OSU President: Football Scandal A ‘Temporary Condition’
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COLUMBUS, Ohio (AP) — The once proud Ohio State football program suffered a black eye as a result of scandals involving head coach Jim Tressel and star quarterback Terrelle Pryor. According to university President E. Gordon Gee, the scandal is “but a temporary condition.”
As Gee opened commencement festivities Sunday for a record 9,700 graduates and about 40,000 family and friends inside Ohio Stadium, he made a veiled reference to the controversy.
“Let me acknowledge on this day of celebration, in this cathedral of triumph and hope, that many Buckeye hearts are heavy,” Gee said. “On rare occasion, this great grand building has been home to disappointment and tumult. That is but a temporary condition.”
Commencement speaker John Boehner, the speaker of the U.S. House, did not mention the issue.
The university is grappling with the departure of football coach Jim Tressel and star quarterback Terrelle Pryor amid an NCAA investigation into players’ trading of signed equipment, championship rings and other memorabilia to a tattoo-parlor owner for cash and discounted tattoos.
Gee assured tens of thousands of alumni and supporters of the university, as well as its new graduates, that things will improve. Evoking the memories of great Ohio State athletes of the past, including football’s Archie Griffin and track Olympian Jesse Owens, he said: “Let no one harbor any doubt that the history of this place is enduring and sustaining. Ohio Stadium stands today as it will ever more.”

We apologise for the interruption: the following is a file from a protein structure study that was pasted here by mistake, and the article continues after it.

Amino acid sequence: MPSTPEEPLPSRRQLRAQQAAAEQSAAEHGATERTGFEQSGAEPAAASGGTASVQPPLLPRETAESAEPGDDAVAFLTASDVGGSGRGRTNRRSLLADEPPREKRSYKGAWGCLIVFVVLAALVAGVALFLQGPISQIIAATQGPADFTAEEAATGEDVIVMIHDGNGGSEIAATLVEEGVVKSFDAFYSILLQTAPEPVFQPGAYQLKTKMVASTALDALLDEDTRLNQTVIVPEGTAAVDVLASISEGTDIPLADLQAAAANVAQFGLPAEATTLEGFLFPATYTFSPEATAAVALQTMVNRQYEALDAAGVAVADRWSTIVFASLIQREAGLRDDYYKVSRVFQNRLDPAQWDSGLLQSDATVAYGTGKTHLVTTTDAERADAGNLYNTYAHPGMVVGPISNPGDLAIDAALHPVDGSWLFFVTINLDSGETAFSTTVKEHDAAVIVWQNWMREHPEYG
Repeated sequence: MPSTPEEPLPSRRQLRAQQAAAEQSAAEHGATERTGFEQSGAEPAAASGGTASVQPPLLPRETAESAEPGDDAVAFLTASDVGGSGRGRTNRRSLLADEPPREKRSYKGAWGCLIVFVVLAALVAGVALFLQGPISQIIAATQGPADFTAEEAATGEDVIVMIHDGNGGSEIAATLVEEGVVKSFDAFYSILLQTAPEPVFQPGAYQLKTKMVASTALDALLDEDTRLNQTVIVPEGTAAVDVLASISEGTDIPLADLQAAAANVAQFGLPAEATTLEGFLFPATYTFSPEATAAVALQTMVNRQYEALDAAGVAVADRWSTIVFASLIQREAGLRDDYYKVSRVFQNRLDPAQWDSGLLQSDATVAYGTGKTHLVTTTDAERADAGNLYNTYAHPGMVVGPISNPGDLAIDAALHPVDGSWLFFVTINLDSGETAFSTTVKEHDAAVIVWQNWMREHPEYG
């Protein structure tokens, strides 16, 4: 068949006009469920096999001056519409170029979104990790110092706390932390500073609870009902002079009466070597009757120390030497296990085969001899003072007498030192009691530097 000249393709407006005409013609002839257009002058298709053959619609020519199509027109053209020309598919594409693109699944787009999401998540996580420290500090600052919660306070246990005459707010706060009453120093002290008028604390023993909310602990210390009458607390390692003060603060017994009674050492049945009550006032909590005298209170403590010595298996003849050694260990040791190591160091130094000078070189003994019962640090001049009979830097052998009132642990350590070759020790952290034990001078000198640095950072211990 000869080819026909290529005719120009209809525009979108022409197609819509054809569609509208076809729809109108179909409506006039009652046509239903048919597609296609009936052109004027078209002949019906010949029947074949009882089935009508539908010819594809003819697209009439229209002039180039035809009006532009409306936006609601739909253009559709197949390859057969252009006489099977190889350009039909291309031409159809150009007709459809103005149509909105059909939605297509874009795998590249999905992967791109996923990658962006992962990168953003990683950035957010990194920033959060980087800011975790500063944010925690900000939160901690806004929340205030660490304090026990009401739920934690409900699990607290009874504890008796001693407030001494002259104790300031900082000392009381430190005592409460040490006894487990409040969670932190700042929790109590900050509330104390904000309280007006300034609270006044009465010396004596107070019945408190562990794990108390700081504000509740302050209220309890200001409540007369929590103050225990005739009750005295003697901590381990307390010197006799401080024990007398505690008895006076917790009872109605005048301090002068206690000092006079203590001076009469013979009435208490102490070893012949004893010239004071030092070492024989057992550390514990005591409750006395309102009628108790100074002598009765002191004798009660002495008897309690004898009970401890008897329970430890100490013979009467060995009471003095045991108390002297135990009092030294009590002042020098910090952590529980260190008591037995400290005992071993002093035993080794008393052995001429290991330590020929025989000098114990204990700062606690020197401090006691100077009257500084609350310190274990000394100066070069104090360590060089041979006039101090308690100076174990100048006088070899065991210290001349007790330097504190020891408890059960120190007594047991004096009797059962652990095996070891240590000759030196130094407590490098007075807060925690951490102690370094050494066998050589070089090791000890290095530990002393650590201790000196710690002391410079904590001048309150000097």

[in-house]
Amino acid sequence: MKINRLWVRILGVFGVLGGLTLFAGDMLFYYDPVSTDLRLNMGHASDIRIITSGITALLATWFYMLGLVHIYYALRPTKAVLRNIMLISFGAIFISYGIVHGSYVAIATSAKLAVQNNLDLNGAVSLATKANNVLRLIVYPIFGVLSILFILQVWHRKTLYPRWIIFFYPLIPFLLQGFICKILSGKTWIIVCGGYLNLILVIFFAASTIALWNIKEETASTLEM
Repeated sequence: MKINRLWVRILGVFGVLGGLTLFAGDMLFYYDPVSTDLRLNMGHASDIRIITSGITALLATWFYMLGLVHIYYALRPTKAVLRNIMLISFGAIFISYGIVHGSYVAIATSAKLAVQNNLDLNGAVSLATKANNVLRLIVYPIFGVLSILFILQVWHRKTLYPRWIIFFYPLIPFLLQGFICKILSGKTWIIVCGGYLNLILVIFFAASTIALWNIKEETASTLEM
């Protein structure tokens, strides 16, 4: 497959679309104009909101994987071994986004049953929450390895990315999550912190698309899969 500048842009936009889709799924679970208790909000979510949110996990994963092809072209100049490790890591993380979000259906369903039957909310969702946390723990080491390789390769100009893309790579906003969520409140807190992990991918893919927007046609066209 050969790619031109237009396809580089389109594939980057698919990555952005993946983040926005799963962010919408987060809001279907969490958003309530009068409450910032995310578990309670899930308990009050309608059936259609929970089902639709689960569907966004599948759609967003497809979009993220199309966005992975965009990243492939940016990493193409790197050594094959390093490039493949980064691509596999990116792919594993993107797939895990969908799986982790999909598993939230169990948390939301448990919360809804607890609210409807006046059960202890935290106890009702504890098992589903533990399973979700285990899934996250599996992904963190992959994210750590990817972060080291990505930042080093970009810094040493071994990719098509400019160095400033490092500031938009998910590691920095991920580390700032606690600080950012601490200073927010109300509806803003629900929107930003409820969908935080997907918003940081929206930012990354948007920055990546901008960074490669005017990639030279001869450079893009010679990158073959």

The crowd roared and tooted horns.
Tressel’s 10-year Ohio State coaching career ended in disgrace in May when he stepped down for breaking NCAA rules.
He knew players received cash and tattoos for autographs, championship rings and equipment and did not tell anyone at Ohio State or the NCAA for more than nine months. NCAA rules — and Tressel’s contract — specify that he must disclose any and all information about possible violations.
Pryor announced Tuesday he would give up his senior season with the Buckeyes in the midst of the probe, which had already led to a five-game suspension for him.
Fans and alumni have criticized Gee’s handling of the scandal since the memorabilia sales first came to light in December. His office received emails questioning the decision to suspend five players, including Pryor, for five games but allow them to play in the Sugar Bowl.
At a March 8 news conference, Gee was asked whether he’d considered firing Tressel. He responded: “No, are you kidding? Let me just be very clear: I’m just hopeful the coach doesn’t dismiss me.”
Gee was joined on the stage Sunday by the university’s board of trustees, which has ultimate hiring and firing power over him and athletics director Gene Smith.
He appeared chipper as the university celebrated its biggest academic moment of the year, posing for photographs and shaking students’ hands.
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